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This article was published 19/6/2014 (709 days ago), so information in it may no longer be current.
The city found an expensive surprise when looking for contractors to do regional and local street repairs this year.
The cost of the work has gone up an average of 7.2 per cent compared to the same work done in 2013.
The cost increases were presented in a verbal report to the civic finance committee.
City council went on a spending spree this year to deal with a billion-dollar infrastructure deficit – boosting its spending on regional and local streets to a combined $84.2 million, a 173 per cent increase from the $30.9 million spent in 2012.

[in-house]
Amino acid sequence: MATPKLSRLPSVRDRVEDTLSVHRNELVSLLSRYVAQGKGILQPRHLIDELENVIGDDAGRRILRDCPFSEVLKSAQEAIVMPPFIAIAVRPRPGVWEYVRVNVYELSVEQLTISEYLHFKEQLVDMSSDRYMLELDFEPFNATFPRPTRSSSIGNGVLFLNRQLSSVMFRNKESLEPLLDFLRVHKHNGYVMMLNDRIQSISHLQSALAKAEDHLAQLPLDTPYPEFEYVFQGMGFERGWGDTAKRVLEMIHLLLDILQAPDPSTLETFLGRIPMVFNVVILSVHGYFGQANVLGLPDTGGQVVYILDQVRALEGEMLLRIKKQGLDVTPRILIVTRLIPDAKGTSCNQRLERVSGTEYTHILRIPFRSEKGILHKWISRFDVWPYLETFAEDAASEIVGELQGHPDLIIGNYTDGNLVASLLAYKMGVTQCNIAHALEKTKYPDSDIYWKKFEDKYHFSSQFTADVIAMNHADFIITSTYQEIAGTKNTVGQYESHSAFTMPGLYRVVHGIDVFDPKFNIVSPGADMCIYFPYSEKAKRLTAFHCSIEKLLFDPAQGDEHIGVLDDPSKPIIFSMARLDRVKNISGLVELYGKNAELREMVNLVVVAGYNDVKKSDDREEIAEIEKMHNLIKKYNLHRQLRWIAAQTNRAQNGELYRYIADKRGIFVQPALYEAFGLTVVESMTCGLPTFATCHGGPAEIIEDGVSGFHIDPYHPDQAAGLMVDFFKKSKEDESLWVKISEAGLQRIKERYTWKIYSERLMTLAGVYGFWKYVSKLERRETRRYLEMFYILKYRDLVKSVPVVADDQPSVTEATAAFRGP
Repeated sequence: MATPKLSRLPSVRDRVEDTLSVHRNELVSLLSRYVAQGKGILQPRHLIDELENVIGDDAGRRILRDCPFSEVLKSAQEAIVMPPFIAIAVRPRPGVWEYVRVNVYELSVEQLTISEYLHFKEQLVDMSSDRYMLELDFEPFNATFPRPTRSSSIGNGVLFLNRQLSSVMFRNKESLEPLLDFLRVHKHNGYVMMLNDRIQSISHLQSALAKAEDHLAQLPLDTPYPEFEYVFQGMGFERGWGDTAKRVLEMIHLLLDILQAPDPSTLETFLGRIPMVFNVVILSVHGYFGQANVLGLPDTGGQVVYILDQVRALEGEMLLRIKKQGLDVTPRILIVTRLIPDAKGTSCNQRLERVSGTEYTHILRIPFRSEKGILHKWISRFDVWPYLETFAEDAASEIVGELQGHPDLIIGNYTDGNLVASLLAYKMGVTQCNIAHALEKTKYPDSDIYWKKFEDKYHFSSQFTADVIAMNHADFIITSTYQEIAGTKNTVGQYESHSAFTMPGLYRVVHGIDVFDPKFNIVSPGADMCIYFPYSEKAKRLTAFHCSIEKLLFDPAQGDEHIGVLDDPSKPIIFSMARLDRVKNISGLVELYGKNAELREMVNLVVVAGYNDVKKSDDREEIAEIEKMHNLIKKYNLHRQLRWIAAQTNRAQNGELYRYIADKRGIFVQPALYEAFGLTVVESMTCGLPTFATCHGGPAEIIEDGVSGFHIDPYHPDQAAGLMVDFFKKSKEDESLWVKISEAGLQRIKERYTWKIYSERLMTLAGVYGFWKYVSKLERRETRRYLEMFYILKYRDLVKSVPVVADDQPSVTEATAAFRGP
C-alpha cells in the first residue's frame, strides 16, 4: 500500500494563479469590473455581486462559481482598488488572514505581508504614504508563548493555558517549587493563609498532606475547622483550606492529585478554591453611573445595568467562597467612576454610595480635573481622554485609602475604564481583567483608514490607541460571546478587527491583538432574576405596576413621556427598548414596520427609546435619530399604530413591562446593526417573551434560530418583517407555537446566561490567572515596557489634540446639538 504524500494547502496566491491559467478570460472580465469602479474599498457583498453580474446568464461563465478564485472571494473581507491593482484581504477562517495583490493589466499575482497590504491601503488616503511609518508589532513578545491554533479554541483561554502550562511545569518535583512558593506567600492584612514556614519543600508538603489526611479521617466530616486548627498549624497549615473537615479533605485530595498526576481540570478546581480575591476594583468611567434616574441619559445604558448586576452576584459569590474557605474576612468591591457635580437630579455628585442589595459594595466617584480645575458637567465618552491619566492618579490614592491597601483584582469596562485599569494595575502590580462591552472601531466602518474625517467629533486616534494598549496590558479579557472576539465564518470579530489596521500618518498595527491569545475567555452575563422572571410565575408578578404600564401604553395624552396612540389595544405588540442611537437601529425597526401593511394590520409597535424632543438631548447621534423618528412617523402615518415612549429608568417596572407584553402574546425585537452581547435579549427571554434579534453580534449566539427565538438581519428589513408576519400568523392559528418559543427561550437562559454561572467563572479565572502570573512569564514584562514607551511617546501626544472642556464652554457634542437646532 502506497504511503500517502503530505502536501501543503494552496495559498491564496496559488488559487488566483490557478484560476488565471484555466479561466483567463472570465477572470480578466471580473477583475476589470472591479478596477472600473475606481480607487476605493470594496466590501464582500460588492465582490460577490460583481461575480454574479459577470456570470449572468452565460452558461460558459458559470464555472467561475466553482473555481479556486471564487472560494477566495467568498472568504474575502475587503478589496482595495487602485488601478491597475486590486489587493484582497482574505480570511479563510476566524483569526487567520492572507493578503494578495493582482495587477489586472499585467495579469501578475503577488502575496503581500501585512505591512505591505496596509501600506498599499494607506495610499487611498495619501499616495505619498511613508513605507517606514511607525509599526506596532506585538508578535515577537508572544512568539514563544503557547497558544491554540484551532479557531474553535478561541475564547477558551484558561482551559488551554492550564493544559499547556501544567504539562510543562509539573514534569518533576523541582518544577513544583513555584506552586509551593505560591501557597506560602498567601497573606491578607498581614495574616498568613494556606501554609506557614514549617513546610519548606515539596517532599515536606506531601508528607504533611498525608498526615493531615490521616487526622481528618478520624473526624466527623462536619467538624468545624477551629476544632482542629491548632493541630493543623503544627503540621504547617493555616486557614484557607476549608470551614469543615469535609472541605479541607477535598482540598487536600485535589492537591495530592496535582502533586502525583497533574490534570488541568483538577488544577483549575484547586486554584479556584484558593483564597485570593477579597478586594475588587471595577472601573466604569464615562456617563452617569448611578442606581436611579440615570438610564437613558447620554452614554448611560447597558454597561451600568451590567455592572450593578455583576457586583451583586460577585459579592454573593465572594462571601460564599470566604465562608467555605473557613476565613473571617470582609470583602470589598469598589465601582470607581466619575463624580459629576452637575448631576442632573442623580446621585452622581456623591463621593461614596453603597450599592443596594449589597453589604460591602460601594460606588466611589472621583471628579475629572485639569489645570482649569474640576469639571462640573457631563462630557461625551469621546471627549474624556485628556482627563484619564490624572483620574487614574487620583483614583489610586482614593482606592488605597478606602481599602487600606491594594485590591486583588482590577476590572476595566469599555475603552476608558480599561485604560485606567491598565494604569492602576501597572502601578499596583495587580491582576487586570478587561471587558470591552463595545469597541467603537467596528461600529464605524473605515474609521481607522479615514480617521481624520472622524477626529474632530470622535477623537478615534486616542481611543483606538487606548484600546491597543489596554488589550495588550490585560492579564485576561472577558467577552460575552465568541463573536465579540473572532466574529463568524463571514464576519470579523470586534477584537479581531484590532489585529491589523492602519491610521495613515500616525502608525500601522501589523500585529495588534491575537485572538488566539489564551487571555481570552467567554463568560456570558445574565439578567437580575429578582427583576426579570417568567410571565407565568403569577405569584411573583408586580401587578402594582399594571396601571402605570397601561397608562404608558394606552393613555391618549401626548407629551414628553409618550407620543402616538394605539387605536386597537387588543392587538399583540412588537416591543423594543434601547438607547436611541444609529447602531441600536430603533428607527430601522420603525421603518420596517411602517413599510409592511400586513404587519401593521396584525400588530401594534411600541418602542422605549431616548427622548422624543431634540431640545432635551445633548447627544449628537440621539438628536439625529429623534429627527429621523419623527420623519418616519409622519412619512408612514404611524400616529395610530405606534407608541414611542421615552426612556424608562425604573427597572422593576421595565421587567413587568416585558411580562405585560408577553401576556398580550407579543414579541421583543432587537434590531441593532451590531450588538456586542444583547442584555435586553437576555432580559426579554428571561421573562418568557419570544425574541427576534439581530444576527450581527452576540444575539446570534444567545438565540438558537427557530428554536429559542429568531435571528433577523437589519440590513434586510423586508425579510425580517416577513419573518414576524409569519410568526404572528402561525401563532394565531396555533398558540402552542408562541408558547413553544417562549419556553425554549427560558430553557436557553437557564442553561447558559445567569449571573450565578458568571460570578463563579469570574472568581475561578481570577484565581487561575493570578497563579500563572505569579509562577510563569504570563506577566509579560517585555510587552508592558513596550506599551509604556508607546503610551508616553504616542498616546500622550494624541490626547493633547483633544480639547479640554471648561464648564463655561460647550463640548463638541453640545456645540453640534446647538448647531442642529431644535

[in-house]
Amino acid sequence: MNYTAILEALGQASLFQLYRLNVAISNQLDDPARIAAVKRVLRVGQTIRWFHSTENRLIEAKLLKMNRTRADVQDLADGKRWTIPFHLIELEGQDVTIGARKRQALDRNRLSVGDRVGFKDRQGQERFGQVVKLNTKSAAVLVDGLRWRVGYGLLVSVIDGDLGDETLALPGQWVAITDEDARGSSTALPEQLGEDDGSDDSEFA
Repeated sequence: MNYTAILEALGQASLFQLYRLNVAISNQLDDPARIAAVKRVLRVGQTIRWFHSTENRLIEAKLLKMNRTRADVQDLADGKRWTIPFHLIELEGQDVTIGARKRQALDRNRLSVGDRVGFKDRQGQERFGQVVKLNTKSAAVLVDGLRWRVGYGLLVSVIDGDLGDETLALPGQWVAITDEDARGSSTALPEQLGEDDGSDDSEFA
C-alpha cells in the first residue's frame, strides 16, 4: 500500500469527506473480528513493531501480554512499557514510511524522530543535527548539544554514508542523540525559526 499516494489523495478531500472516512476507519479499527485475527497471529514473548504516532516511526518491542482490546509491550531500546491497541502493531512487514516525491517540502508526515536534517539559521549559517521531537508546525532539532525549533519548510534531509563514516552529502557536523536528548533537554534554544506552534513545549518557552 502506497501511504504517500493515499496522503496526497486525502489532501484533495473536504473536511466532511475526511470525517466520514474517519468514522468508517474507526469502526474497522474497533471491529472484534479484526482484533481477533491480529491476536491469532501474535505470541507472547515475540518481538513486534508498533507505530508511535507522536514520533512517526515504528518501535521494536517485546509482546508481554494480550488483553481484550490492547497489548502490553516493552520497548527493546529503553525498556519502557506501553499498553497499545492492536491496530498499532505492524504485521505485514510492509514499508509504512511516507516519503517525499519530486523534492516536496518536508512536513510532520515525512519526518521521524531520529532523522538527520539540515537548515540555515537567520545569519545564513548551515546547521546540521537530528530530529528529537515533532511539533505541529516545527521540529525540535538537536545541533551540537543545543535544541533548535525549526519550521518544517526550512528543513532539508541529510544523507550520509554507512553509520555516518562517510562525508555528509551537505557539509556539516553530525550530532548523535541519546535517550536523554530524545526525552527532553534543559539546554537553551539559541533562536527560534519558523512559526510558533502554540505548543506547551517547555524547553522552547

As of the end of March, the city had issued contracts for $30-million worth of road work but staff said that money isn’t going as far as it did the year before.
Officials blamed the increase in construction costs as a result of the extra work being ordered by the city and the provincial government.
Lester Deane, manager of engineering, said the city finds itself competing against itself and the province, which is driving up costs three times the rate inflation.
"We’re competing for (contractors) with the province," and ourselves, Deane said.
Committee members Russ Wyatt and Paula Havixbeck proposed the administration had to find ways to keep costs from escalating unnecessarily, suggesting that officials work with industry to devise multi-year contracts, and work with provincial staff to co-ordinate the timing on bids.